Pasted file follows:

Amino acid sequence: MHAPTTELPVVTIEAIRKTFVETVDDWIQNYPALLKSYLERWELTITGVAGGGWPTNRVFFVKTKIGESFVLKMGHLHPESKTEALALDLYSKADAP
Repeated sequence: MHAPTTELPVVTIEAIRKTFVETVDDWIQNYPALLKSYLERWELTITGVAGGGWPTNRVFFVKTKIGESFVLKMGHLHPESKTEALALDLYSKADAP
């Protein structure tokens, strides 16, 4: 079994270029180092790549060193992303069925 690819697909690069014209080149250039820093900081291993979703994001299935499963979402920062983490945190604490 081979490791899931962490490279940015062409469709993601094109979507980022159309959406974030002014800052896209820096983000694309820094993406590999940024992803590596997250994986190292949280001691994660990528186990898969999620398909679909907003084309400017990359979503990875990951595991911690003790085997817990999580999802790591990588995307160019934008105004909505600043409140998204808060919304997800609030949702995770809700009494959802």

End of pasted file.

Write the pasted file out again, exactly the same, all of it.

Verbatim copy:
Amino acid sequence: MHAPTTELPVVTIEAIRKTFVETVDDWIQNYPALLKSYLERWELTITGVAGGGWPTNRVFFVKTKIGESFVLKMGHLHPESKTEALALDLYSKADAP
Repeated sequence: MHAPTTELPVVTIEAIRKTFVETVDDWIQNYPALLKSYLERWELTITGVAGGGWPTNRVFFVKTKIGESFVLKMGHLHPESKTEALALDLYSKADAP
């Protein structure tokens, strides 16, 4: 079994270029180092790549060193992303069925 690819697909690069014209080149250039820093900081291993979703994001299935499963979402920062983490945190604490 081979490791899931962490490279940015062409469709993601094109979507980022159309959406974030002014800052896209820096983000694309820094993406590999940024992803590596997250994986190292949280001691994660990528186990898969999620398909679909907003084309400017990359979503990875990951595991911690003790085997817990999580999802790591990588995307160019934008105004909505600043409140998204808060919304997800609030949702995770809700009494959802």